You May Also Like
It’s a great pop music myth that in Liverpool everything began and ended with the Beatles. It didn’t. Get Back documents the real story of the city’s music outpourings, from post war years to present day. It’s a story of a city where literally thousands of bands and artists, hundreds of clubs, promoters and managers put on the biggest, loudest and longest party in history. The golden era of The Cavern and Merseybeat generated a massive tectonic shift in popular culture and in the 1970s it started again with a new scene and yet another cellar club at its heart – Eric’s. Bands such as Deaf School, Echo and the Bunnymen and OMD led the way. Then Frankie Goes to Hollywood, the Farm, the La’s, the Christians. And more recently it continued, the city’s bands always inventive and always re-inventing, with the Zutons, Coral, Wombats and more. The story is unending but Get Back offers music fans a chance to enjoy the narrative and the sounds created so far in the city that rocked the world…
2016: Obama’s America takes audiences on a gripping visual journey into the heart of the worlds most powerful office to reveal the struggle of whether one man’s past will redefine America over the next four years. The film examines the question, “If Obama wins a second term, where will we be in 2016?” Across the globe and in America, people in 2008 hungered for a leader who would unite and lift us from economic turmoil and war. True to Americas ideals, they invested their hope in a new kind of president, Barack Obama. What they didn’t know is that Obama is a man with a past, and in powerful ways that past defines him–who he is, how he thinks, and where he intends to take America and the world. Immersed in exotic locales across four continents, best selling author Dinesh DSouza races against time to find answers to Obama’s past and reveal where America will be in 2016.
Robbie Knievel, 52 and the owner of 20 world records and 350 jumps worldwide, life is uncovered through his personal pursuit of sobriety and the need of continuing his father’s legacy by jumping once again.
The history of Italian zombie cinema, beginning with the breakout worldwide influence and success of George Romero’s Night of the Living Dead and continuing through to Lucio Fulci’s trend-setting Zombie Flesh-Eaters (Zombi 2) and its many imitators.
Michael Winterbottom, celebrated director of 24 Hour Party People, The Road to Guantanamo, and The Trip, joins forces with actor, comedian, and provocateur Russell Brand for that most unlikely of documentary approaches: an uproarious critique of the world financial crisis. Building on Brand’s emergence as an activist following his 2014 book Revolution, where he railed against “corporate tyranny, ecological irresponsibility, and economic inequality,” The Emperor’s New Clothes pairs archival footage with comedic send-ups conducted in the financial centers of London and New York. Brand spotlights not only how the crisis affected the working class around the world, but also how the uber-wealthy benefited from the downturn. With Winterbottom providing his signature ingenuity and pinpoint directorial control, they generate a riveting, boisterous, and, at times, cathartic riff on the extreme disparities between the haves and have nots in contemporary society.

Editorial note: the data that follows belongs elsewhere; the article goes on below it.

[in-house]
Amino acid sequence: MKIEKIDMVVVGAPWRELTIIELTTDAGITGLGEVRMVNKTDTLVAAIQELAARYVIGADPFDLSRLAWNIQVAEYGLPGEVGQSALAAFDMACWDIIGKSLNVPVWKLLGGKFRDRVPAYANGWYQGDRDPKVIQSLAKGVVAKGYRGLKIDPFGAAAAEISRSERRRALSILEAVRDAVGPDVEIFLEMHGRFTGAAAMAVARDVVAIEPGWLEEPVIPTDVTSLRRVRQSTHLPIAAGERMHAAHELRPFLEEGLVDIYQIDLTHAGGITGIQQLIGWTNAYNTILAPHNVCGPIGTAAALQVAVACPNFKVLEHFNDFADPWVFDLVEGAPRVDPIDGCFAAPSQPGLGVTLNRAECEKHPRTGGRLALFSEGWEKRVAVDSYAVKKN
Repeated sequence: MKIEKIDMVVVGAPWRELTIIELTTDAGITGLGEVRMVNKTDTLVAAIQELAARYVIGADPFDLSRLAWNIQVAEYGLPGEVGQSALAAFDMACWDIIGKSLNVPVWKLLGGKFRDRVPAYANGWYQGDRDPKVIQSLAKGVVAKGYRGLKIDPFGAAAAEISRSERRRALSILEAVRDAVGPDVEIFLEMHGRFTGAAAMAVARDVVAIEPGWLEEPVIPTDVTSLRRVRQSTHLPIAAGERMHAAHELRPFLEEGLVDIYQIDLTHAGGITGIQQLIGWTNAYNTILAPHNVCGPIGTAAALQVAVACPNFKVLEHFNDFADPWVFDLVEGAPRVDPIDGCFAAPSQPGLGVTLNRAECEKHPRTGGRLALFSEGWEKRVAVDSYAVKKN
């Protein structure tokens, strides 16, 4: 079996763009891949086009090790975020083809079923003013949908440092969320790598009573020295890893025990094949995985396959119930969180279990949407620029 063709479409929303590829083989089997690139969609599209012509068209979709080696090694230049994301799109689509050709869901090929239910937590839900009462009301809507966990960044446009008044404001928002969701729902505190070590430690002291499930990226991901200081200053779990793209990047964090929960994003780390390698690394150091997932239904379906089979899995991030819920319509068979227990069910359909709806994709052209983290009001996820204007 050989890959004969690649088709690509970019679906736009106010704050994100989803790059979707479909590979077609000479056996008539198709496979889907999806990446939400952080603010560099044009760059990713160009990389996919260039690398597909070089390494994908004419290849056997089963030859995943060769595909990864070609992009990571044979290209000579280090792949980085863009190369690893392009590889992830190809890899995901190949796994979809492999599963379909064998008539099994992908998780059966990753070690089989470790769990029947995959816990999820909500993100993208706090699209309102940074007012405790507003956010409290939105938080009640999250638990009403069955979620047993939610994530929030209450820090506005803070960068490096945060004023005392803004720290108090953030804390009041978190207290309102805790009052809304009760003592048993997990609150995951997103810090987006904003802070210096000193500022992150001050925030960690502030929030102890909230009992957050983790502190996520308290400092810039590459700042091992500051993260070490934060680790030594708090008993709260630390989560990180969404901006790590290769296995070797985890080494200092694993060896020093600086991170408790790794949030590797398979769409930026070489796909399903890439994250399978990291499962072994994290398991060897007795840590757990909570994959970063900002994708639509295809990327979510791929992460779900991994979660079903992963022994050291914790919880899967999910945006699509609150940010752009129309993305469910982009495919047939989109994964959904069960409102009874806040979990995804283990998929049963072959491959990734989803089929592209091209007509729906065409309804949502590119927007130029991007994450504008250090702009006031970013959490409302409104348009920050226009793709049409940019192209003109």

An extraordinary soup kitchen in Milan – the Refettorio Ambrosiano – run by internationally renowned chef Massimo Bottura and 40 of the world’s best chefs including Ferran Adria, Rene Redzepi, Alain Ducasse, Daniel Humm and many others. All food served was made from the food waste of Expo Milano 2015. The film also tells the compelling story of several of the refugees and homeless the Refettorio served.
Ai Weiwei is known for many things – great architecture, subversive in-your-face art, and political activism. He has also called for greater transparency on the part of the Chinese state. Director Alison Klayman chronicles the complexities of Ai’s life for three years, beginning with his rise to public prominence via blog and Twitter after he questioned the deaths of more than 5,000 students in the 2008 Sichuan earthquake. The record continues through his widely publicized arrest in Beijing in April of 2011. As Ai prepares various works of art for major international exhibitions, his activism heats up, and his run-ins with China’s authorities become more and more frequent.